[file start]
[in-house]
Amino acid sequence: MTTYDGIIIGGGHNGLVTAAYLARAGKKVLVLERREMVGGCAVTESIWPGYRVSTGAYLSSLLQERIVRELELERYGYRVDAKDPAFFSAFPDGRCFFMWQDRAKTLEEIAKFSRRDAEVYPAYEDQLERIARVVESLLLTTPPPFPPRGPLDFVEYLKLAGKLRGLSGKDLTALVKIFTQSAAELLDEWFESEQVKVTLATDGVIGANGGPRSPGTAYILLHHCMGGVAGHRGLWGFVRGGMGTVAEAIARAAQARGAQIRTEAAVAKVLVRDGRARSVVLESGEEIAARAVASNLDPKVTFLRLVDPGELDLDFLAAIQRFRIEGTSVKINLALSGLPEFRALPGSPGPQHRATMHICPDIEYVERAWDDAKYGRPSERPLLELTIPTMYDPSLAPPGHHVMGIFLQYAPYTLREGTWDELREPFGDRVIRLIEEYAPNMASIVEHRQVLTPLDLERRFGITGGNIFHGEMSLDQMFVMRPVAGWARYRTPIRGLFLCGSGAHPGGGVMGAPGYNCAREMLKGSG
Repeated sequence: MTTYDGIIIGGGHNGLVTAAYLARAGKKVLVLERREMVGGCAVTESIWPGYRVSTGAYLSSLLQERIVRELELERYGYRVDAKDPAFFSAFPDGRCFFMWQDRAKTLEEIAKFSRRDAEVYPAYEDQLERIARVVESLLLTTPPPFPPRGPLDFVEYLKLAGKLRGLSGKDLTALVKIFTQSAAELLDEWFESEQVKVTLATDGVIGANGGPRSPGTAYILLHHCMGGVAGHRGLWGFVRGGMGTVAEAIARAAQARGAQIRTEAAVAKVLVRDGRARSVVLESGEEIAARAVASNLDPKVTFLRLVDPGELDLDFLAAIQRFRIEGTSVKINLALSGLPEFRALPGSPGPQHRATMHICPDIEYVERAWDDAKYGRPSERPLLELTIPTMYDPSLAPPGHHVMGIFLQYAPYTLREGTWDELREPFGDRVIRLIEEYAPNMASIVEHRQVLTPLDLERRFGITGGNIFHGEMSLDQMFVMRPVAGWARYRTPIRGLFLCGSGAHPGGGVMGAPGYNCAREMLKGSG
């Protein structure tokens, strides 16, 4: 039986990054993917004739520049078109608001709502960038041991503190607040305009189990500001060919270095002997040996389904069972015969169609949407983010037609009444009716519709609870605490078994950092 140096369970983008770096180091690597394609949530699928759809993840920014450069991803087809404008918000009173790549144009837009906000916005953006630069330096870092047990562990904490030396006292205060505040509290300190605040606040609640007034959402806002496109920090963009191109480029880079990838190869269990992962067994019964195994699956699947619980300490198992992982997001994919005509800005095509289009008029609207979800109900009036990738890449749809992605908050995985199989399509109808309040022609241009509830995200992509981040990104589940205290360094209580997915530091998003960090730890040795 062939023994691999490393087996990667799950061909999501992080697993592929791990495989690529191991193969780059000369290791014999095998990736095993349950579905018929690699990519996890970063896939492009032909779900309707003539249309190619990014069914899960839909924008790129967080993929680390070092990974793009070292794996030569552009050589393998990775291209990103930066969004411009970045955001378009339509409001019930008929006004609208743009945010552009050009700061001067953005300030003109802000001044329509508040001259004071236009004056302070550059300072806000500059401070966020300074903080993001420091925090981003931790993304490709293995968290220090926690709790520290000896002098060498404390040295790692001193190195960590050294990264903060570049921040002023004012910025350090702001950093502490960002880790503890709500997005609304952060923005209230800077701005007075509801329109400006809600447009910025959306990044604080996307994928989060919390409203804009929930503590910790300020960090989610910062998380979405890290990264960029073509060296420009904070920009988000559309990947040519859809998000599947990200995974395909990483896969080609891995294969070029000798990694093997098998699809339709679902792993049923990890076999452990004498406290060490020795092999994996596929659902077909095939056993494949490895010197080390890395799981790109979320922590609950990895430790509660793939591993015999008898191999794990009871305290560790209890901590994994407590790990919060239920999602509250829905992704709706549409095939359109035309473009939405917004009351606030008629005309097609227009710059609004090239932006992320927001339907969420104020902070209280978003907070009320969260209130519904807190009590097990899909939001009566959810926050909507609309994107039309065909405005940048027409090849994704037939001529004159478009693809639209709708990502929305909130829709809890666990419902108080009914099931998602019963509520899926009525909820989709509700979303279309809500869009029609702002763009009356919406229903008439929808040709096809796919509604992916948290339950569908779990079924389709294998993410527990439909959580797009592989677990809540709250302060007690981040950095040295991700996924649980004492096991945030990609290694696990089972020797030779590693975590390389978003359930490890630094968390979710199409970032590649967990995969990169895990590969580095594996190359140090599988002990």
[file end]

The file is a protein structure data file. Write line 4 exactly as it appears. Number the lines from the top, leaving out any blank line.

């Protein structure tokens, strides 16, 4: 039986990054993917004739520049078109608001709502960038041991503190607040305009189990500001060919270095002997040996389904069972015969169609949407983010037609009444009716519709609870605490078994950092 140096369970983008770096180091690597394609949530699928759809993840920014450069991803087809404008918000009173790549144009837009906000916005953006630069330096870092047990562990904490030396006292205060505040509290300190605040606040609640007034959402806002496109920090963009191109480029880079990838190869269990992962067994019964195994699956699947619980300490198992992982997001994919005509800005095509289009008029609207979800109900009036990738890449749809992605908050995985199989399509109808309040022609241009509830995200992509981040990104589940205290360094209580997915530091998003960090730890040795 062939023994691999490393087996990667799950061909999501992080697993592929791990495989690529191991193969780059000369290791014999095998990736095993349950579905018929690699990519996890970063896939492009032909779900309707003539249309190619990014069914899960839909924008790129967080993929680390070092990974793009070292794996030569552009050589393998990775291209990103930066969004411009970045955001378009339509409001019930008929006004609208743009945010552009050009700061001067953005300030003109802000001044329509508040001259004071236009004056302070550059300072806000500059401070966020300074903080993001420091925090981003931790993304490709293995968290220090926690709790520290000896002098060498404390040295790692001193190195960590050294990264903060570049921040002023004012910025350090702001950093502490960002880790503890709500997005609304952060923005209230800077701005007075509801329109400006809600447009910025959306990044604080996307994928989060919390409203804009929930503590910790300020960090989610910062998380979405890290990264960029073509060296420009904070920009988000559309990947040519859809998000599947990200995974395909990483896969080609891995294969070029000798990694093997098998699809339709679902792993049923990890076999452990004498406290060490020795092999994996596929659902077909095939056993494949490895010197080390890395799981790109979320922590609950990895430790509660793939591993015999008898191999794990009871305290560790209890901590994994407590790990919060239920999602509250829905992704709706549409095939359109035309473009939405917004009351606030008629005309097609227009710059609004090239932006992320927001339907969420104020902070209280978003907070009320969260209130519904807190009590097990899909939001009566959810926050909507609309994107039309065909405005940048027409090849994704037939001529004159478009693809639209709708990502929305909130829709809890666990419902108080009914099931998602019963509520899926009525909820989709509700979303279309809500869009029609702002763009009356919406229903008439929808040709096809796919509604992916948290339950569908779990079924389709294998993410527990439909959580797009592989677990809540709250302060007690981040950095040295991700996924649980004492096991945030990609290694696990089972020797030779590693975590390389978003359930490890630094968390979710199409970032590649967990995969990169895990590969580095594996190359140090599988002990």